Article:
For example, in 2007, Wes Welker was offered a second-round tender by the Miami Dolphins. The Dolphins then agreed to a trade with the New England Patriots. The Patriots sent second- and seventh-round picks to the Dolphins in return for Welker.

Notable names eligible to become restricted free agents in 2022

Boston Scott, RB, Philadelphia Eagles: The former sixth-round pick could receive an original-round tender after leading the team’s running backs with 7 rushing touchdowns.

Dwayne Haskins, QB, Pittsburgh Steelers: The former first-round pick isn’t likely to receive a tender beyond the original-round level, which would actually be a logical move for the Steelers to make, given his draft pedigree.

Jakob Johnson, FB, New England Patriots: Johnson has served as a special-teams ace and the team’s starting fullback for the past three seasons. A right of first refusal tag would make sense.

Matt Gay, K, Los Angeles Rams: The Super Bowl champions relied heavily on Gay during their impressive run, so he should be back on his original-round tender. Gay was a fifth-round pick of the Tampa Bay Buccaneers in 2019.

Allen Lazard, WR, Green Bay Packers: Lazard has developed into a reliable target for Aaron Rodgers after entering the league as an undrafted free agent. The Packers would be smart to place a right of first refusal tender on him as insurance for Davante Adams.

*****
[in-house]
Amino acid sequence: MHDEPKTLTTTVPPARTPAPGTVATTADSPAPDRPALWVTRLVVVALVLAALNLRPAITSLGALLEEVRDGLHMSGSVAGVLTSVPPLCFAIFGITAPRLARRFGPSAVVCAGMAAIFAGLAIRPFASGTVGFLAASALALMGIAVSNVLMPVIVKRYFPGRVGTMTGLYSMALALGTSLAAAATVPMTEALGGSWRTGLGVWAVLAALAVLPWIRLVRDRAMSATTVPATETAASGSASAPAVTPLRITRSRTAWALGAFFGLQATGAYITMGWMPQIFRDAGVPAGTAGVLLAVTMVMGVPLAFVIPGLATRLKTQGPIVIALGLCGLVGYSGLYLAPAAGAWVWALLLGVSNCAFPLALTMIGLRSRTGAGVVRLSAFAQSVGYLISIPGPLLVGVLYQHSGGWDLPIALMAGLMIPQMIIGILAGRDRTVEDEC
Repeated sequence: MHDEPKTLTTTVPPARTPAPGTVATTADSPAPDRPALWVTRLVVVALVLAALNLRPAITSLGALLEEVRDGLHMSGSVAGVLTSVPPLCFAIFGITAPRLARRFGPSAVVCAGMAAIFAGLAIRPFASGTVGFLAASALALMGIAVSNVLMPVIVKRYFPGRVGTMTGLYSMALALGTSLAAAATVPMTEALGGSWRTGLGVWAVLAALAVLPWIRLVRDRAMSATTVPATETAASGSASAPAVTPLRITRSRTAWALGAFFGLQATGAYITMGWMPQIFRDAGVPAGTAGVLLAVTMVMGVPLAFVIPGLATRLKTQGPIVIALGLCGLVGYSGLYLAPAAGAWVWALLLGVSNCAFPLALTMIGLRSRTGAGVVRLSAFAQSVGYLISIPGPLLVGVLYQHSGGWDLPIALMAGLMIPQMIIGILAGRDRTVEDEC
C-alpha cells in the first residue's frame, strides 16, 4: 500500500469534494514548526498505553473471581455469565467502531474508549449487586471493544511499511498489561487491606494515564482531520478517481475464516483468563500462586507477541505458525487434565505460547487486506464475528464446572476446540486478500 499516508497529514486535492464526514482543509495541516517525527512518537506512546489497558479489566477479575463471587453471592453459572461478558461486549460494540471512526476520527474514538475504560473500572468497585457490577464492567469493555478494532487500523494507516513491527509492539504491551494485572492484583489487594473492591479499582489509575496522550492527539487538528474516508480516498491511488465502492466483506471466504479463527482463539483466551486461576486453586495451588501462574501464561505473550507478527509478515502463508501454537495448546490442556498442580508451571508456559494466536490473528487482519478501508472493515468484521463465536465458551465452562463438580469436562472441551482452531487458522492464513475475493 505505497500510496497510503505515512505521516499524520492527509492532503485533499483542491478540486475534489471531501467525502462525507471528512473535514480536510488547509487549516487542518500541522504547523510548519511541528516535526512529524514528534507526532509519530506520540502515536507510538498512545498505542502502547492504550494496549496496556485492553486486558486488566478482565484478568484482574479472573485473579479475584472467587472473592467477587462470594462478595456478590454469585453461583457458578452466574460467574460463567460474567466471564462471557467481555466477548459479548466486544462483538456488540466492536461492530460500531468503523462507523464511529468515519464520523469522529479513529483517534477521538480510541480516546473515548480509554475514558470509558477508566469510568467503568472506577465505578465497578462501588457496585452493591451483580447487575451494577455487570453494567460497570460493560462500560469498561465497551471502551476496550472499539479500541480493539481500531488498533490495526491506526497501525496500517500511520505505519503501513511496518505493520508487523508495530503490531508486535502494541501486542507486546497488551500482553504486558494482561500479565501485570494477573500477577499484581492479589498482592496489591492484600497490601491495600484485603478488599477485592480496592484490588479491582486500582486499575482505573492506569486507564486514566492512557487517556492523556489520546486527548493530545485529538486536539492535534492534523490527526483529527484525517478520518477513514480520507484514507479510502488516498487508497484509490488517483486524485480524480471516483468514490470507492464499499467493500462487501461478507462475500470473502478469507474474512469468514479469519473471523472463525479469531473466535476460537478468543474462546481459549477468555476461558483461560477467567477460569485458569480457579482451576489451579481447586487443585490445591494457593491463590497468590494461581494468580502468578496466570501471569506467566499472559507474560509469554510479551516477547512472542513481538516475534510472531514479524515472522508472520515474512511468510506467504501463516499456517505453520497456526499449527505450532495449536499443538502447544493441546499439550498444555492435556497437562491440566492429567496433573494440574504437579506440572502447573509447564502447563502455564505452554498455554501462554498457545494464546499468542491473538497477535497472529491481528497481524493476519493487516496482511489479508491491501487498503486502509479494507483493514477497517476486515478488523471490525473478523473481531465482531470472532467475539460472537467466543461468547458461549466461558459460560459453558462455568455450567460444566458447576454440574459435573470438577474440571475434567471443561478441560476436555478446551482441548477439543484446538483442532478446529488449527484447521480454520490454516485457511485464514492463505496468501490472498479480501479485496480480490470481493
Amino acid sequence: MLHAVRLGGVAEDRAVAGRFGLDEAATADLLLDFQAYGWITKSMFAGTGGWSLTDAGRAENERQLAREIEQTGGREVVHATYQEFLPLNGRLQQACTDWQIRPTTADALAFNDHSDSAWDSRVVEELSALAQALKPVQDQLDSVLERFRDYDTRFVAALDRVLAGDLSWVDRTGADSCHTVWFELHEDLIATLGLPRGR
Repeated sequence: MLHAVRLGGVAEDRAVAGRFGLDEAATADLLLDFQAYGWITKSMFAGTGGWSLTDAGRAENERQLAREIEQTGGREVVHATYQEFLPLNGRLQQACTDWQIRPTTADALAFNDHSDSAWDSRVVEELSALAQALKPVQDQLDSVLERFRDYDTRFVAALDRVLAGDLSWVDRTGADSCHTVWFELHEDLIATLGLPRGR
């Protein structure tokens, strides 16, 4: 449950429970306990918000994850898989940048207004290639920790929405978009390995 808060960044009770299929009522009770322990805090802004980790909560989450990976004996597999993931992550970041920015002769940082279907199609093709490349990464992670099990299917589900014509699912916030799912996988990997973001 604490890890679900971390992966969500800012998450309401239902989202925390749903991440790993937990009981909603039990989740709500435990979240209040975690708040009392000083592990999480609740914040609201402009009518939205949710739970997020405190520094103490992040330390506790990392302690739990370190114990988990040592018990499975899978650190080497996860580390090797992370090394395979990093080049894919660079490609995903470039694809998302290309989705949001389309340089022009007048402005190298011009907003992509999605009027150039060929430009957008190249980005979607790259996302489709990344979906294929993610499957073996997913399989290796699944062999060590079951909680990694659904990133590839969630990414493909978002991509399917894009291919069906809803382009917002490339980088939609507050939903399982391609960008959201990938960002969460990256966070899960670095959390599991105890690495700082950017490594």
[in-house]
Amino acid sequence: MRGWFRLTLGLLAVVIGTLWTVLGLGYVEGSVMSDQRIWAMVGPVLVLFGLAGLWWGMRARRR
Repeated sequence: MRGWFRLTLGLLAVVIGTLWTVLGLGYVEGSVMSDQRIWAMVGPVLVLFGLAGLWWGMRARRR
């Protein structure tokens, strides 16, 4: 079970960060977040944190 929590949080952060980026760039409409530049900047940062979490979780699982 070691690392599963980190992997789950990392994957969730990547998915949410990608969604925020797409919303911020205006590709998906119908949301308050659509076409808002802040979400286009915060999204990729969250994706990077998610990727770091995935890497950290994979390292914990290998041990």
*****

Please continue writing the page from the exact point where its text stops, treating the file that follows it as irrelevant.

Deonte Harris (recently changed his name to Deonte Harty), WR/KR, New Orleans Saints: A former All-Pro and Pro Bowl selection as a punt and kickoff returner, Harris (Harty) is a young receiver who the rebuilding Saints need to retain. But will the Saints’ unenviable cap situation force them to let him walk free?

Troy Reeder, LB, Los Angeles Rams: A starting linebacker for the Super Bowl champions, Reeder should definitely be in the Rams’ plans for the future. He might even nab a second-round tender.

Jakobi Meyers, WR, New England Patriots: Meyers has led New England’s receivers in receiving yards over the past two seasons. He could receive a second-round tender.

Alex Singleton, LB, Philadelphia Eagles: A starting linebacker and special-teams captain for the Eagles, Singleton is likely to receive a right of first refusal tender.

Nate Herbig, G, Philadelphia Eagles: At just 24, Herbig has been a key reserve guard and center for the Eagles. Like Singleton, he should receive a right of first refusal tender.